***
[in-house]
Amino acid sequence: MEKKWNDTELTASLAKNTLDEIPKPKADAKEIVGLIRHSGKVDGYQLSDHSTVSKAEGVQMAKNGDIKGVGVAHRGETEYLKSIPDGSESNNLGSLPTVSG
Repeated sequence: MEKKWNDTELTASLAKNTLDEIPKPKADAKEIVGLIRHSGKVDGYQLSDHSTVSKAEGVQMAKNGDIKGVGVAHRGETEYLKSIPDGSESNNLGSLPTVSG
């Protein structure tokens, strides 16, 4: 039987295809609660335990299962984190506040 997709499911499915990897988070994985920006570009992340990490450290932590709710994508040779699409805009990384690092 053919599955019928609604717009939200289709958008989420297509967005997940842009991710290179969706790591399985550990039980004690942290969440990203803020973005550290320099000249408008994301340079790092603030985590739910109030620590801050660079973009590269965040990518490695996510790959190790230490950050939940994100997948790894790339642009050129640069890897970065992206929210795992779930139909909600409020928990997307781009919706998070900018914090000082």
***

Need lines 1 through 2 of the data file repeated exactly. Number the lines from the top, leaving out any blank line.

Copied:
[in-house]
Amino acid sequence: MEKKWNDTELTASLAKNTLDEIPKPKADAKEIVGLIRHSGKVDGYQLSDHSTVSKAEGVQMAKNGDIKGVGVAHRGETEYLKSIPDGSESNNLGSLPTVSG